Best Buy Profit Below View on Expenses, Shares Off
Consumer electronics retailer Best Buy Co. posted a steeper-than-expected drop in quarterly profit as it spent more than planned to bolster its stores, sending shares down 5 percent.
Best Buy has been spending to improve its stores and lay the groundwork for expansion, but some investors are concerned about the pace of investment as the U.S. economy weakens.
"Over the long term, management is doing the right things" to drive growth, said Alan Lancz, president of Alan B. Lancz & Associates, a Toledo, OH, investment advisory firm.
But "as the economy slows down, the most profitable part of their business will slow down," Lancz added. "There's a lot of headwinds for what they're going to be facing into the holiday season."
Best Buy's net earnings fell 19 percent to $202 million, or 48 cents a diluted share, for the second quarter that ended August 30, compared with $250 million, or 55 cents a share, a year earlier.
Analysts had expected 57 cents a share, according to Reuters Estimates.
Best Buy's selling, general and administrative expenses rose 17 percent in the quarter as it added staff to support the roll-out of Best Buy Mobile shops in its stores. The company has also added musical instruments and Apple Inc. computer departments to some stores.
"Best Buy's error is being too aggressive, and we do expect the company to dial back expenses, but this lack of expense discipline/control is a periodic issue," Sanford Bernstein analyst Colin McGranahan said in a research note.
Chief Executive Brad Anderson acknowledged that the company has "some work to do in terms of managing our expenses amid a challenging macroeconomic environment."
Best Buy said it had also boosted staffing to help sales during during the back-to-school shopping period.
The company said it planned to cut some overhead and travel expenses in the second half but would not scale back growth investments.
Quarterly revenue rose 12 percent to $9.8 billion, better than the $9.67 billion analysts had expected. Sales at U.S. stores open at least 14 months rose 5.3 percent, while total domestic sales rose 12 percent.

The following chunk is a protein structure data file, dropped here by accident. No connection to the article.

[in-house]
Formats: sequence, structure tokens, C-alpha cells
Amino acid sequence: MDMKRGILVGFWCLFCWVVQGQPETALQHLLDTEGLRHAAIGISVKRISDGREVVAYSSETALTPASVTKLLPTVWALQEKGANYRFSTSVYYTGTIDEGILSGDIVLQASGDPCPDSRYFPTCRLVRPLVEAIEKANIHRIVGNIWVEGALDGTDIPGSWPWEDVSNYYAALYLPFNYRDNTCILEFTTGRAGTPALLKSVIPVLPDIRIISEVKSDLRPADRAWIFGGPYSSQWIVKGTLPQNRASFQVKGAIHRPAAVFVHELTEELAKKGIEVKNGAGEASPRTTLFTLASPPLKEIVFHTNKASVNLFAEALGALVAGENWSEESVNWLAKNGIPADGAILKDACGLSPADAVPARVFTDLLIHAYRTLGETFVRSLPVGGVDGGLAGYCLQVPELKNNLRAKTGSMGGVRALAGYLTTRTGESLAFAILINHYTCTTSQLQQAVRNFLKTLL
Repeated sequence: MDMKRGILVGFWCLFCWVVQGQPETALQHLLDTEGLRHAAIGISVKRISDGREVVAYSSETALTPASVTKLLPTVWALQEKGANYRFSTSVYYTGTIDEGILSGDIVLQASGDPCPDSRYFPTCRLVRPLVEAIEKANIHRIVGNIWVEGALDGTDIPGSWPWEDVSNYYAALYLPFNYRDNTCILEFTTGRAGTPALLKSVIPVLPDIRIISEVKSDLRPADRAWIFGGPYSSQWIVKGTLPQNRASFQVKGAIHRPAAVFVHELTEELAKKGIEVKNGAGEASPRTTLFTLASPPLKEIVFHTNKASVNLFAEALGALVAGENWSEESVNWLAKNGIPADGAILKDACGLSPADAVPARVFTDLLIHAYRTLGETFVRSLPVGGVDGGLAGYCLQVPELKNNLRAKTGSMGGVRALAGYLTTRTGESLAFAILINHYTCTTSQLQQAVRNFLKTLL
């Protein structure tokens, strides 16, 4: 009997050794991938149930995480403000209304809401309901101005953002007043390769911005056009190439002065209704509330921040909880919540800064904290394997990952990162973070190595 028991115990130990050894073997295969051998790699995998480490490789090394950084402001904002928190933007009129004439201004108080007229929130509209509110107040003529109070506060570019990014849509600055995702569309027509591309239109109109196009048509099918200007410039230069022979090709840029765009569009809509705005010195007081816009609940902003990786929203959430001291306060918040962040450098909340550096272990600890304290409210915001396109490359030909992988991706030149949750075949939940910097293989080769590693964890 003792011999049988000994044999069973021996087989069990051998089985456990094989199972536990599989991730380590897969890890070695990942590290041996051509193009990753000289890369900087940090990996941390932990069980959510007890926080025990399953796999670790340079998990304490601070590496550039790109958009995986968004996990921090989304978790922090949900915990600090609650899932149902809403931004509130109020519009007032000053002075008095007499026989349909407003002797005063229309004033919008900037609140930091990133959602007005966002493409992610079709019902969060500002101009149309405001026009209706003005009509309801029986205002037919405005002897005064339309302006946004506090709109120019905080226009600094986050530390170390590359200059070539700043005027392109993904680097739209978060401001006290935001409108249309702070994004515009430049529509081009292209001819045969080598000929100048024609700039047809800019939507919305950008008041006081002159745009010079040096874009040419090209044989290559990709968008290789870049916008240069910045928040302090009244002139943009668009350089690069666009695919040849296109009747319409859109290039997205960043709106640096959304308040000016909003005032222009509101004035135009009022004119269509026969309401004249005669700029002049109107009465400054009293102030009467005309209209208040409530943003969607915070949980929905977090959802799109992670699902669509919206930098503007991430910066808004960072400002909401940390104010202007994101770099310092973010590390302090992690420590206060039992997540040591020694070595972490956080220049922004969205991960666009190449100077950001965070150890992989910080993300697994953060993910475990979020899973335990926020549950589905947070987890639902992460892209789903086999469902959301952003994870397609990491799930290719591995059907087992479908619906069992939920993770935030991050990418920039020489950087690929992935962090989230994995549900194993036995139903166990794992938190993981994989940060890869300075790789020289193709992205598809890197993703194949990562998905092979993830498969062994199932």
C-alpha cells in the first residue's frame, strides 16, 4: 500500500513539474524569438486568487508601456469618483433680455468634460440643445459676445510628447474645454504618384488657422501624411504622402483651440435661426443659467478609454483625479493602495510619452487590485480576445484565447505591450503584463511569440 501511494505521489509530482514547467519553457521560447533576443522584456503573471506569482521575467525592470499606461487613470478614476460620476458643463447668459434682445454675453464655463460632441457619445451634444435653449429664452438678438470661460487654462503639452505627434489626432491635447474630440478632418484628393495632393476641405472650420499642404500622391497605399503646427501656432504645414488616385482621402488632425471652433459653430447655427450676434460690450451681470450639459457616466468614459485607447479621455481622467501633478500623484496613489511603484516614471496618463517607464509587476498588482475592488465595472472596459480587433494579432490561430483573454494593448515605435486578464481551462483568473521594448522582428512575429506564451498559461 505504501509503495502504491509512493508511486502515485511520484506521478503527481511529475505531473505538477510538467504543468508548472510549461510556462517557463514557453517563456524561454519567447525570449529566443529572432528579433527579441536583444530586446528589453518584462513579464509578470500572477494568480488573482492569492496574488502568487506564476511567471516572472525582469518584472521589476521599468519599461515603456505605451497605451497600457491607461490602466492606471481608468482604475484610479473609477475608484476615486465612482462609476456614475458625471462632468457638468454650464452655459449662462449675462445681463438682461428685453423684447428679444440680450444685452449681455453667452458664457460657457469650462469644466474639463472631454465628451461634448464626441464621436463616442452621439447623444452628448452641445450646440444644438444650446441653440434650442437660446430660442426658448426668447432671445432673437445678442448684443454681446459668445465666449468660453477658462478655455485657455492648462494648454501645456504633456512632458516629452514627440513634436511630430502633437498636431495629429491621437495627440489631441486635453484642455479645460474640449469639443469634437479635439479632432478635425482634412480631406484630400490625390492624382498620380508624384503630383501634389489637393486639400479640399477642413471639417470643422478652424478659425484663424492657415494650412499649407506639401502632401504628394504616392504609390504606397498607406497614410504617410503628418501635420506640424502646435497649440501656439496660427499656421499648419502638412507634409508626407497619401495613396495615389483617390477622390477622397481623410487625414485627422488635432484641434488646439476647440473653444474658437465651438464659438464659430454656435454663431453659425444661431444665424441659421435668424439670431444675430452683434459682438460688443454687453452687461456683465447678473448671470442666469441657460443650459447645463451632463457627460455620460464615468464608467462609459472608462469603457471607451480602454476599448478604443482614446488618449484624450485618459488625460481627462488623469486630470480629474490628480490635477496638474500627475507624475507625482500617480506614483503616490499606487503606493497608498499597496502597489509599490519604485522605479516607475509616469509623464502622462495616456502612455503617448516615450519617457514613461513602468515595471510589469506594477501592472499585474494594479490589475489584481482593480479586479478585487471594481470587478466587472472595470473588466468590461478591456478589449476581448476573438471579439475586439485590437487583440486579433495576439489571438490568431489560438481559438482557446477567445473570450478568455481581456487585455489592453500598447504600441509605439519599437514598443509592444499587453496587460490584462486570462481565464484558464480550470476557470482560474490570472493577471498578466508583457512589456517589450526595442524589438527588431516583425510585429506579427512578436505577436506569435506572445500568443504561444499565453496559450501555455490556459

International revenue rose 10 percent, but comparable-store sales declined 1 percent.
The Minneapolis chain faces a slowing spending environment as rising food costs and a U.S. housing slump pressure consumers. But it is faring better than rival Circuit City Stores Inc., which is exploring strategic options.
Best Buy has stepped up its offerings in mainstay categories such as cellphones while also moving into areas outside traditional consumer electronics. For example, on Monday, Best Buy said it would buy digital music service Napster Inc. for $121 million to reach new customers.
Earlier this year, the company paid about $2 billion to create a joint venture with Britain's Carphone Warehouse Group PLC that will open Best Buy stores in Europe.
Investment income came to $9 million in the quarter, down from $22 million a year earlier.
Best Buy backed its previous full-year forecast calling for profit of $3.25 a share to $3.40 a share. Analysts have expected $3.29 a share, according to Reuters Estimates.
Best Buy shares fell $2.38, or 5.5 percent, to $41.32 on the New York Stock Exchange, while Circuit City was up 4 cents, or 2.5 percent, to $1.67. Best Buy shares have fallen 22 percent this year, while Circuit City is down 60 percent.
(Reporting by Karen Jacobs, editing by Gerald E. McCormick)